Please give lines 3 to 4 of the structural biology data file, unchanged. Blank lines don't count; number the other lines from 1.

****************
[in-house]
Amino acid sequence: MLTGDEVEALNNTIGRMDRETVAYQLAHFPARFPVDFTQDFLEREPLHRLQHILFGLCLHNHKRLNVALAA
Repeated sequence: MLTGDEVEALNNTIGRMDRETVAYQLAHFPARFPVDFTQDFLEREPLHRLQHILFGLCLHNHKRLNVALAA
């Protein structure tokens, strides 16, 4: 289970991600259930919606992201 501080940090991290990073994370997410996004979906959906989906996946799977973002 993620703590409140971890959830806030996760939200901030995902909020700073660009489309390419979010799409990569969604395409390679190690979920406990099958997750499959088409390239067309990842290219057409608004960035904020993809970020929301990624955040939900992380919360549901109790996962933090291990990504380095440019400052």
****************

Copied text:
Repeated sequence: MLTGDEVEALNNTIGRMDRETVAYQLAHFPARFPVDFTQDFLEREPLHRLQHILFGLCLHNHKRLNVALAA
């Protein structure tokens, strides 16, 4: 289970991600259930919606992201 501080940090991290990073994370997410996004979906959906989906996946799977973002 993620703590409140971890959830806030996760939200901030995902909020700073660009489309390419979010799409990569969604395409390679190690979920406990099958997750499959088409390239067309990842290219057409608004960035904020993809970020929301990624955040939900992380919360549901109790996962933090291990990504380095440019400052």